More Summer Diversions

June 20, 2010

Here’s some of what’s been going on the last few weeks…  Lots of eating of quiescently frozen delights, for starters.  This is John enjoying chocolate gelato from Presti’s, which is my very favorite Italian bakery in Cleveland.  (This is saying something, because there are a LOT of them to choose from here.)  I also had the opportunity to try Jeni’s Splendid Ice Cream recently (more on my trip to Columbus below), and I was blown away.  Goat Cheese with Tart Red Cherries, I love you so.

Gardening continues.  The radishes and carrots appear to be a bust, but I am incredibly hopeful about beans, tomatoes, and bell peppers.  The best I can say for the broccoli and Swiss chard is that I am cautiously optimistic.

I am still doing lots of library visits and reading.  One of the best things I have discovered of late is Goodreads, a kind of Ravelry for book lovers.  (Thank you so much, Becky!)  My to-read list is definitely more varied and interesting now.   In particular, I’ve been shamelessly stalking Lolly and Minty for their recent reads.  If you are on Goodreads, please send me a friend request!  I am Laura Brodbeck there.  If you’re not, and you love books, sign up!  It’s great fun.

Last Monday, I got to spend one incredibly hectic half a day at the yarn market at TNNA.  It was super super fun and inspiring, but I must admit, it and the drive from Cleveland left me a little dazed.  I did get to meet up very briefly with the awesome Elinor (who had B and Baby U in tow — both totally adorable), met and chatted briefly with Ysolda Teague and tried not to make a total ass of myself, had a lovely time visiting the Kelbourne Woolens booth (Kate and Courtney were both incredibly friendly), and helpfully pointed the Boss at the Yarn Shop in the direction of the Pagewood Farm booth (yay!).  I am really excited about Ysolda’s new book, Little Red in the City, and saw a beautiful mock-up of one of the patterns.  I am telling you, she has left no stone unturned.  These patterns look to me to have thought of everything that a knitter would need to know while working them.  Also, I love Kelbourne Woolens’ new fall cardigan collection, especially Winthrop.  That would make such a great sweater for a class.

As for my own knitting, it’s all about socks!  Maybe Elinor’s contest reignited my interest.  Maybe it’s just summer and I desperately need small projects.  But this is going to be my Summer of Socks, yes, it is.

A Little Bit of Blue

April 1, 2010

Over the last few days, the nice weather has come to Northeast Ohio.  I’ve been able to get out for some hiking and been indulging in a new (since fall) interest — birding.  Here’s one of the ones I saw yesterday.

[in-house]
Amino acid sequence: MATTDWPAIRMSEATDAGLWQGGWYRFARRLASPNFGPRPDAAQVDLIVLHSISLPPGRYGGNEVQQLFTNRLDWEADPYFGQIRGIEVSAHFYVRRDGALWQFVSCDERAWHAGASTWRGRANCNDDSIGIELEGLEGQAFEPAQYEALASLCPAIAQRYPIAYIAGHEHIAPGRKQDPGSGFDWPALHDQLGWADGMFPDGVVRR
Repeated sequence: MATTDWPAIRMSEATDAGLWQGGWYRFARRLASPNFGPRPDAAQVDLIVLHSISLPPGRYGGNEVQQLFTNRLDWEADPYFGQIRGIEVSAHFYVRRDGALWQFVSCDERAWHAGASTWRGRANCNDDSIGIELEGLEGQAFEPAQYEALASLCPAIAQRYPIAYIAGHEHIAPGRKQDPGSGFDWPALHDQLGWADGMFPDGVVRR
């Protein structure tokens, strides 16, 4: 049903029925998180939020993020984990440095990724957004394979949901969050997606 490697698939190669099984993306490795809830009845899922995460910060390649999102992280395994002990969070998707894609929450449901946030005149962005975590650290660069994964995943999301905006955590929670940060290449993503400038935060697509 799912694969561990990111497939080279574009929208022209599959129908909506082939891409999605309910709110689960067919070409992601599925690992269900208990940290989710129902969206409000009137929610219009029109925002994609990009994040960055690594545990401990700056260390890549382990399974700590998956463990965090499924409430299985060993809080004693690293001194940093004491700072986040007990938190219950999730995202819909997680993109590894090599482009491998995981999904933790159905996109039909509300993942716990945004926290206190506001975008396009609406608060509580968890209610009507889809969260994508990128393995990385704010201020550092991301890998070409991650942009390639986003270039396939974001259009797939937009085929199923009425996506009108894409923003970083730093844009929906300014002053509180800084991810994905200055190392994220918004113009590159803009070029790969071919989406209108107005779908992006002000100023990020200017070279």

Eastern Bluebird at Frohring Meadows

This is not an April Fool.  I really have been birding, and I have been going outdoors (beyond drinking coffee al fresco at cafes).  Knitting and birding seem to me to have many similar advantages, a topic which I will explore when I have more time.  Meanwhile, it’s 9:30 AM here and it’s already well over 60 degrees.  I need to get outside.

Lunch Break

August 7, 2009

I sat on the plaza outside my office today for lunch, and for once, I had my camera. 

IMG_0754 There was a band playing for everyone.  Their name is Uncanny Xela and they played a kind of psychedelic-funk-soul-60s pop-type music.  Covering “Never Can Say Goodbye” was a good call.  Covering the Muppets Show theme was even better.

Cornhole!As usual, there were people playing cornhole on the sidewalk.  For those of you who are unfamiliar with this game, it involves throwing beanbags into holes cut into wooden platforms.  It’s a lot like horseshoes, from what I can gather.  This is so Ohio.

I had a very colorful lunch.

Primary Colors

I always enjoy seeing a bicycle leaning against a tree.  So pretty.  For some reason, it makes me really happy.


And, with that, I feel the weekend has begun.  Happy Friday!

‘Tis the Season

August 22, 2008

… to be very, very lazy. About blogging, finishing knitting projects, yardwork, etc. Also, it’s the season to eat very many tomato sandwiches and enjoy fresh basil and fizzy lemonade.

We’re ready for school to start Chez Moi. To say that J is excited about starting kindergarten next week is putting it rather mildly. He also lost his first tooth this past week. As far as I am concerned, I can’t handle any more younger-son-growing-up for a while. Bye bye, baby boy.

After a few weeks of really rather lovely weather, it’s gotten hot again in Cleveland. If it’s hot where you are, here’s something refreshing. To look at, anyway.

Lunch on Coventry Road

July 11, 2008
Macs Backs Books in Cleveland Heights, Ohio

Mac's Backs Books in Cleveland Heights, Ohio

Chocolate Malt from Tommys

Chocolate Malt from Tommy's

Heights Hardware on Coventry Road

Heights Hardware on Coventry Road